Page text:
OAKLAND, Calif. – A judge has ruled the California Department of Housing and Community Development must stop denying applications for COVID-19 rent relief money, amid a lawsuit filed by tenants’ advocates, who argue the state has unfairly withheld money from low-income renters.
Tenant advocate groups sued the state alleging it wrongly denied tens of thousands of applications, failed to provide adequate reason or explanation for denials, and did not provide a proper appeals process.
Alameda County Superior Court Judge Frank Roesch ordered all application denials immediately stop, and any rejected applications issued in the last 30 days be put on hold. Roesch indicated the court will review the rental assistance program, its practices and its appeals process.
“This really suggests that the state is denying people who should be getting rental assistance,” said Attorney Madeline Howard with Western Center on Law and Poverty, that sued the state. “They need to fix that.”
It may be an opportunity, according to advocates for tenants who have been denied or are left waiting to see state rent relief funds. While the program ended in March, data shows tens of thousands are still waiting for application approval or checks.
Many tenants have said they’re not sure why they’ve been denied, despite meeting the low-income requirement.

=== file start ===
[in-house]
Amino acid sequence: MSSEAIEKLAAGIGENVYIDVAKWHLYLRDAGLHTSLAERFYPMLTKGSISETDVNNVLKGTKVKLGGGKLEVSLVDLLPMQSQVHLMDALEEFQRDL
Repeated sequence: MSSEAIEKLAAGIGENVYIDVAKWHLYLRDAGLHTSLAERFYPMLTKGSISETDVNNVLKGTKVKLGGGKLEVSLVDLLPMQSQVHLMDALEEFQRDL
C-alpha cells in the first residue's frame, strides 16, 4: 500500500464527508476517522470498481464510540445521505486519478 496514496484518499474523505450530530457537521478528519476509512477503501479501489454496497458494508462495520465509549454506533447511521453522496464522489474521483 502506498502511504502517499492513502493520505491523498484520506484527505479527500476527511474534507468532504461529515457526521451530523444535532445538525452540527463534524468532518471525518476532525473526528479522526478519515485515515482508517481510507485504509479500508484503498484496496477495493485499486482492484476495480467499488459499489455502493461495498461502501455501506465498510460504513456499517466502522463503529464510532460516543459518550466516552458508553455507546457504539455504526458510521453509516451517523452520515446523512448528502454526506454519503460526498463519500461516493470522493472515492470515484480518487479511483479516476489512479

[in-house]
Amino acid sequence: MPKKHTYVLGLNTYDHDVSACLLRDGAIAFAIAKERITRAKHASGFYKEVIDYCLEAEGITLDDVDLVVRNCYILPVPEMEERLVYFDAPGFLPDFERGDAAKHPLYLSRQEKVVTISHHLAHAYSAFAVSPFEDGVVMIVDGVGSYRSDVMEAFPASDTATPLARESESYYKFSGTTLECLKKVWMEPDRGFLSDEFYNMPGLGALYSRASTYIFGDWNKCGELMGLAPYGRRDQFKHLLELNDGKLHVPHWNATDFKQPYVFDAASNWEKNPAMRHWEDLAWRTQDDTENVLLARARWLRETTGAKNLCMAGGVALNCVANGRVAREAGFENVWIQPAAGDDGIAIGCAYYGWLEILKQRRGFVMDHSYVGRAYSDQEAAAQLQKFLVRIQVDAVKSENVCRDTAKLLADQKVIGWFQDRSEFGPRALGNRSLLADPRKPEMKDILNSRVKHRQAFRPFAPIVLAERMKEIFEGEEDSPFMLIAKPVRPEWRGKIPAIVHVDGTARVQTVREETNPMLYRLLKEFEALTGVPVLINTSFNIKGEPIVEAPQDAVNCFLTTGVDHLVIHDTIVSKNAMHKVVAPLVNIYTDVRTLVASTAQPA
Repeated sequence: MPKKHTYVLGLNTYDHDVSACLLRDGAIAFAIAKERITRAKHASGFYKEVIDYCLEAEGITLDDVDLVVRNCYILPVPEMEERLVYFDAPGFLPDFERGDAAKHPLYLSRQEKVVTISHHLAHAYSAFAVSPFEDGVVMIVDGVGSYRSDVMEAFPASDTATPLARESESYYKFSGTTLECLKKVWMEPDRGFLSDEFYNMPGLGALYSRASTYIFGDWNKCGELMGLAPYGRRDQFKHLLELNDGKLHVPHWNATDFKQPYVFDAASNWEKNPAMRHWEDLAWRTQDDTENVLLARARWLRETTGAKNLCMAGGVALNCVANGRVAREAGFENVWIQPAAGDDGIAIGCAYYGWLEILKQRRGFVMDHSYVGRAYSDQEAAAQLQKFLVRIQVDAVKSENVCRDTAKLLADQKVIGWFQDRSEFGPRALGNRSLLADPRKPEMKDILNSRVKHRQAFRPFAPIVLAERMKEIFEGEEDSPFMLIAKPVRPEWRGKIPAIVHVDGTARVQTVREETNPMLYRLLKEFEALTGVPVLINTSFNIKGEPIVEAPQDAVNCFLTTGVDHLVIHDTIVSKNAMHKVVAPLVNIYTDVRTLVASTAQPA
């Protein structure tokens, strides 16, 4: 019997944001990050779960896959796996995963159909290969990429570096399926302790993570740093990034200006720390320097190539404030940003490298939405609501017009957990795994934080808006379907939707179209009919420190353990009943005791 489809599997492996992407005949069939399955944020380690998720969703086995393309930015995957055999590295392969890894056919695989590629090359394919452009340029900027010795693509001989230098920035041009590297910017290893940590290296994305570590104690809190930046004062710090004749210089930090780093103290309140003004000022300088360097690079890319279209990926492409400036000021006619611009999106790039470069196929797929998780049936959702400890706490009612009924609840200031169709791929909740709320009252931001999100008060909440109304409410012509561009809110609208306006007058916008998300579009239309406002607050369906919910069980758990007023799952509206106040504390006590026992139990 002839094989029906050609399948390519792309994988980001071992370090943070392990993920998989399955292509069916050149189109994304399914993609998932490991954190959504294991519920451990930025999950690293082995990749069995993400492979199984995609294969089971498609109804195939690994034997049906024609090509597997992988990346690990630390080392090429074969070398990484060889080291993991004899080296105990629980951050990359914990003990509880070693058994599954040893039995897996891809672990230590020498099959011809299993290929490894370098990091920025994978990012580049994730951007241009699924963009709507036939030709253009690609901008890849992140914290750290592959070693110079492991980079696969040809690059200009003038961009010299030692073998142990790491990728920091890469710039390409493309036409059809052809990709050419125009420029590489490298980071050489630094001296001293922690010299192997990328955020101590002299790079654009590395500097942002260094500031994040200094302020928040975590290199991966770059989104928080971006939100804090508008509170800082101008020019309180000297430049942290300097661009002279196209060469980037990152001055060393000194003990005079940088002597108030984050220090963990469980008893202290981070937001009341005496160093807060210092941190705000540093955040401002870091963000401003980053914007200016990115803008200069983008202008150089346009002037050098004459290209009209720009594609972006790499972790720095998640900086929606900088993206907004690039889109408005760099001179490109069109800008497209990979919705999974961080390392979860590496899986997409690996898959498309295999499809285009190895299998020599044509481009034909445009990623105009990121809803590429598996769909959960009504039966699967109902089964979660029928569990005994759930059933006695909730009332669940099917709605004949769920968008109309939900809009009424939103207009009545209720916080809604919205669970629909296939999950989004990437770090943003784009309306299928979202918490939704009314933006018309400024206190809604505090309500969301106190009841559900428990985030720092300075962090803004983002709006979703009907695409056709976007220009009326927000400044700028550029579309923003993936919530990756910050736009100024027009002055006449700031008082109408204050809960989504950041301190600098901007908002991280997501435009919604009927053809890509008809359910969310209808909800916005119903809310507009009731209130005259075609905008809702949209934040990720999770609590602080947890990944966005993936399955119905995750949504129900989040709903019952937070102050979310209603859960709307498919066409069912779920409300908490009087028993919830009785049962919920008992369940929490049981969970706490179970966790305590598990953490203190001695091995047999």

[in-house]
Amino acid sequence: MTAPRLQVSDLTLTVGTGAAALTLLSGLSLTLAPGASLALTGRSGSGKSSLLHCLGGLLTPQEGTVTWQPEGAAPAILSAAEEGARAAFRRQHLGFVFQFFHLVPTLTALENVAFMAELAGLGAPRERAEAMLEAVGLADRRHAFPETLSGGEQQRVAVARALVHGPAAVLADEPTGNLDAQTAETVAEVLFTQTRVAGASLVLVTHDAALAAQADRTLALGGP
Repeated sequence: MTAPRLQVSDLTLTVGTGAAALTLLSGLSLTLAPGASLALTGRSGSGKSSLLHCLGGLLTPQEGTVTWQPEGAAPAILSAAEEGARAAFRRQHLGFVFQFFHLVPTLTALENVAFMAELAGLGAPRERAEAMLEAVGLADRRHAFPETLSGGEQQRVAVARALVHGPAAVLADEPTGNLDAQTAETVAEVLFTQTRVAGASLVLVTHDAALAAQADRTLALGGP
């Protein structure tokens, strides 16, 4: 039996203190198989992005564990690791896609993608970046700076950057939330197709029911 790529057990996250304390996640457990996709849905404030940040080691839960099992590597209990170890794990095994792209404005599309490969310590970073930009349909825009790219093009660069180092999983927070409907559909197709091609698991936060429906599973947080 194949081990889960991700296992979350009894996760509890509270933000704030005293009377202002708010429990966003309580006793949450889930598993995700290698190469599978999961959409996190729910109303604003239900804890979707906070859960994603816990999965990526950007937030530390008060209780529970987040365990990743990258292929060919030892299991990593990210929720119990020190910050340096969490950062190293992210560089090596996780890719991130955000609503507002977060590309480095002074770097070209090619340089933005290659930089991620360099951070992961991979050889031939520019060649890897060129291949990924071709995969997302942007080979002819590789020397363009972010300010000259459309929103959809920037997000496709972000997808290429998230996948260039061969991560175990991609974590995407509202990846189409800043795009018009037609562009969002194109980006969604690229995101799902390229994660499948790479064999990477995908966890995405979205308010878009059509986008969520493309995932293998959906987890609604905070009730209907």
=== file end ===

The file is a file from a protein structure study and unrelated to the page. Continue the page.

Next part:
“Tenants will be told they were denied because their application is incomplete, but they think it’s complete. No one has explained to them what is incomplete about it,” said Senior Attorney Jackie Zaneri with Alliance of Californians for Community Empowerment, which is representing tenants in the lawsuit. “Or they’re told their information can’t be verified, but they don’t know what that means, or how to explain whatever is being seen as an issue.”
Currently, tenant advocates said they estimate 100,000 household have pending applications or were recently denied, and could be affected by the judge’s decision.
The state responded to KTVU’s request for comment in a statement that said it has helped more than 340,000 low-income households, keeping more than 700,000 Californians housed.
“We stand by the work we have done…and will continue to do what we can to support Californians in need of assistance,” it read in part. “We are disappointed by the court’s ruling and will continue to defend California’s COVID-19 Rent Relief Program.”
Still, advocates argue that with expired statewide eviction protections, there is risk of more people falling through the cracks or becoming homeless.
“I hope with the judge’s order they’ll recognize that their process is broken,” Howard said. “They’re not providing tenants a fair chance and [I hope] they’ll recognize that they need to do better.”
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